Undergraduate Course: Early Germanic Dialects (LASC10080)
|School||School of Philosophy, Psychology and Language Sciences
||College||College of Humanities and Social Science
|Credit level (Normal year taken)||SCQF Level 10 (Year 3 Undergraduate)
||Availability||Available to all students
|Summary||The course offers a comparative survey of the early Germanic languages: Gothic (East Germanic), Old Norse (North Germanic), Old Saxon, Old English, Old Frisian, Old Low Franconian and Old High German (West-Germanic), in the context of the historical background of the Germanic tribes and the Migration Period. The course builds on knowledge of basic concepts of phonology, morphology and syntax, and comes with a package of interactive exercises on LEARN by means of which students can refresh this knowledge.
This course explores the prehistory of English, as part of its shared linguistic history with the other early Germanic languages. We will look at proto-Germanic, the reconstructed earliest shared ancestor, and see how each of the early Germanic languages has gone its own way.
Information for Visiting Students
|Pre-requisites||Visiting students should have at least 3 English Language/Language Sciences courses at grade B or above (or be predicted to obtain this). We will only consider University/College level courses.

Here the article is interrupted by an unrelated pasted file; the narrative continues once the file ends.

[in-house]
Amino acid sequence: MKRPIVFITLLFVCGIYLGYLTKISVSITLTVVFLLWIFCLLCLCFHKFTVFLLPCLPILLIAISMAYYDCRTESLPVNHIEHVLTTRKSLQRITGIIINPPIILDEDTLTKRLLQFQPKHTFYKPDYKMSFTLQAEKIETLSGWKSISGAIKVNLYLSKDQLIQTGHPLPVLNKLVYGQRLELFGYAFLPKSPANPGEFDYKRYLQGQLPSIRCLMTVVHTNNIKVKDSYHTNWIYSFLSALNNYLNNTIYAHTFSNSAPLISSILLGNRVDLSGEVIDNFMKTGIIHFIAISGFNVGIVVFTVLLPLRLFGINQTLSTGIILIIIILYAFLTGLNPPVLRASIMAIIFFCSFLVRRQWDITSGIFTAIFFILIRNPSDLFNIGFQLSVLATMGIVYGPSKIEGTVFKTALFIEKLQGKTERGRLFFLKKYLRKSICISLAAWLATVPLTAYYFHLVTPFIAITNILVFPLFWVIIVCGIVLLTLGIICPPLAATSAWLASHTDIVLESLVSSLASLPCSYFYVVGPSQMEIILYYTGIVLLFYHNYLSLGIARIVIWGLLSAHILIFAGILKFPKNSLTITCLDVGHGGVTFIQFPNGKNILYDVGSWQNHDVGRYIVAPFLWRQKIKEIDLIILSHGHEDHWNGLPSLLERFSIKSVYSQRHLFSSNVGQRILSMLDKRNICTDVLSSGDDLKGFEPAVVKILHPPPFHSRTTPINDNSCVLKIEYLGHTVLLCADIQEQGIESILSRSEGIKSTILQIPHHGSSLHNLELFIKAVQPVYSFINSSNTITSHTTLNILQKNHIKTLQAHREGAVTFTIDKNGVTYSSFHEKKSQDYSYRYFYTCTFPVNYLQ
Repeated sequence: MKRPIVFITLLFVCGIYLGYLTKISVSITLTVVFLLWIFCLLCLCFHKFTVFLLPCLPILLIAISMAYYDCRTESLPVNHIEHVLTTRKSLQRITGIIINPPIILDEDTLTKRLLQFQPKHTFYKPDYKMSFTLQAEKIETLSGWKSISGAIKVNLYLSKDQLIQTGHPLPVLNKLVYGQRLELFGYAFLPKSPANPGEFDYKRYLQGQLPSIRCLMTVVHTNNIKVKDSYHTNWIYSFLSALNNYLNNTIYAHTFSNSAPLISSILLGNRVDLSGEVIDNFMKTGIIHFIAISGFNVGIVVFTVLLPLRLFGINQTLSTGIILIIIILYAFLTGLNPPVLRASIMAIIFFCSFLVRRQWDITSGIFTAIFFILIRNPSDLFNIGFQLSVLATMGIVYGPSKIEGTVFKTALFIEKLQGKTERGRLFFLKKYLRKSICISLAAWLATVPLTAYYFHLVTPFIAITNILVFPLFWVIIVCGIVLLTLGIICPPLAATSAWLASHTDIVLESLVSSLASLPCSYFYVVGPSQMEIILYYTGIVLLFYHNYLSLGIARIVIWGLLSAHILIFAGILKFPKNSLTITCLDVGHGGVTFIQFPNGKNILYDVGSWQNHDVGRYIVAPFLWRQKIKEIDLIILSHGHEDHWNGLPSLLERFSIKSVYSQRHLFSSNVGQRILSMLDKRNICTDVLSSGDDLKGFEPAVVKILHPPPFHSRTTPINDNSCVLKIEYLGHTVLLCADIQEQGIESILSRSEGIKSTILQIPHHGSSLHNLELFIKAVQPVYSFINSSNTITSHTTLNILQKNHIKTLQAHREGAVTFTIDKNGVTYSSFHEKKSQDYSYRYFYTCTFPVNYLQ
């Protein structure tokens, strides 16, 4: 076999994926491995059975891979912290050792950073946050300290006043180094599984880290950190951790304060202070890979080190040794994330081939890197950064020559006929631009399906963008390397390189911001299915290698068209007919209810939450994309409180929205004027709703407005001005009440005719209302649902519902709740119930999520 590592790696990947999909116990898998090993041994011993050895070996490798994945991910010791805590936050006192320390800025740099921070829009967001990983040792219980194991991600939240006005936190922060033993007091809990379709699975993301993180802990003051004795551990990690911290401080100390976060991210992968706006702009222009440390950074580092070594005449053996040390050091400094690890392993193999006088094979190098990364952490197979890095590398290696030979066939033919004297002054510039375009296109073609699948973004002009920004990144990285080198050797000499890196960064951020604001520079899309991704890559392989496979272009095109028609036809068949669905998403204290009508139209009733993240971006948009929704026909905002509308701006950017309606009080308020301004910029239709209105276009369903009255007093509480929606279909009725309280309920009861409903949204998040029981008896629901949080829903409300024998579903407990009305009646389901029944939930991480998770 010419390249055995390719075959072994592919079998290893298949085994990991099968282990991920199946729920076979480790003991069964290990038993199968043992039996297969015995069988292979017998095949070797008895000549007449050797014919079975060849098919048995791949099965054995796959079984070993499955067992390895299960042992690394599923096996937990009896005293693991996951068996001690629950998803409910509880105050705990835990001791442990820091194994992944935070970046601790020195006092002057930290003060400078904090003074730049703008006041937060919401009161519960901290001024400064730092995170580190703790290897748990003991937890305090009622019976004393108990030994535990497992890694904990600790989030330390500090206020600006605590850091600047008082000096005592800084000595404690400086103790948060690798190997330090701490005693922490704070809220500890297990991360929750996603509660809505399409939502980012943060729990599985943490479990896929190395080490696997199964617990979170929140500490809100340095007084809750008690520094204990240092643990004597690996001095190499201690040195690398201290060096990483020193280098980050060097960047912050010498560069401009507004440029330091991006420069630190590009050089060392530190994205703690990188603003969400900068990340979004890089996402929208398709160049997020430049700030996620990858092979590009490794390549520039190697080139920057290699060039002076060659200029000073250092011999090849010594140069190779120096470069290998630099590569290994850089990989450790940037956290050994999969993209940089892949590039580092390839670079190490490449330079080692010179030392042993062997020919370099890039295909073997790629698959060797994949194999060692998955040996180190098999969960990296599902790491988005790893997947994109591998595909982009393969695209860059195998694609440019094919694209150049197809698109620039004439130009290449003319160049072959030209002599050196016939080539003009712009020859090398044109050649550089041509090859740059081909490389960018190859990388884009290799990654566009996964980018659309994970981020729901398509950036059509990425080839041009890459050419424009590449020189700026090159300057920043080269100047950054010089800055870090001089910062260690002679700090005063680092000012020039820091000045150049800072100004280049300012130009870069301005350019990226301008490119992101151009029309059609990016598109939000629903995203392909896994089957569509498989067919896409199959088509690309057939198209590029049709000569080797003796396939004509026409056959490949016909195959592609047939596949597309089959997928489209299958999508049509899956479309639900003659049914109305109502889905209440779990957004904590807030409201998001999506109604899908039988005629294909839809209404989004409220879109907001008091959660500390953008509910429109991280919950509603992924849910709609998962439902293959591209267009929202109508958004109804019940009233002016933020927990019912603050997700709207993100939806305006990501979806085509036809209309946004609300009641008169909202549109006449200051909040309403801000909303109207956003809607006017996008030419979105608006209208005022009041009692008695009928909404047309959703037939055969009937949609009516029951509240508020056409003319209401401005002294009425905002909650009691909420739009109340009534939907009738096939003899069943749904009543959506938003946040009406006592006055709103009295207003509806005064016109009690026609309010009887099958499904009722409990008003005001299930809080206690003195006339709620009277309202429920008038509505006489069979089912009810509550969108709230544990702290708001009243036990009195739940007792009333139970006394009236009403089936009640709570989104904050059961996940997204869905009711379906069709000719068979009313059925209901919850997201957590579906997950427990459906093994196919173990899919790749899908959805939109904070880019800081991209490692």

|High Demand Course?
Course Delivery Information
|Academic year 2016/17, Available to all students (SV1)
|Learning and Teaching activities (Further Info)
Lecture Hours 27,
Programme Level Learning and Teaching Hours 4,
Directed Learning and Independent Learning Hours
|Assessment (Further Info)
|Additional Information (Assessment)
Written exam (50%)
||Hours & Minutes
|Main Exam Diet S2 (April/May)||Early Germanic Dialects||2:00|
| an understanding of: the shared linguistic history of the Germanic language, linguistic relatedness and language change, and the linguistic impact of language or dialect contact
|Bremmer, Rolf H. 2009). An Introduction to Old Frisian: History, Grammar, Reader, Glossary. Amsterdam: Benjamins.|
Hogg, Richard (2002). Dutch dialects and Stammbaum Theory. In: Of Dyuersitie & Chaunge of Langage, edited by Katja lenz and Ruth Möhlig, 212-223, C. Winter: Heidelberg.
König, Ekkehard & Johan van der Auwera (eds.). (1994). The Germanic Languages. London: Routledge.
McWhorter, John H. (2002). What happened to English? Diachronica 19:2, 217-272.
Robinson, Orrin (1992). Old English and its closest relatives: a survey of the earliest Germanic languages. Stanford Calif.: Stanford University Press
Wright, Joseph (1954). Grammar of the Gothic Language, 2nd edition. Oxford: Clarendon Press.
Ringe, Don (2006). A Linguistic History of English. Vol.1: From Proto-Indo-European to Proto-Germanic. New York: Oxford University Press.
|Graduate Attributes and Skills
|Additional Class Delivery Information
||Teaching Contact Time: 9 weeks out of 11 at 3 hours/week = 27 hours
|Course organiser||Prof Bettelou Los
Tel: (0131 6)51 1842
|Course secretary||Miss Emma Nelson
Tel: (0131 6)50 9870
© Copyright 2016 The University of Edinburgh - 3 February 2017 4:28 am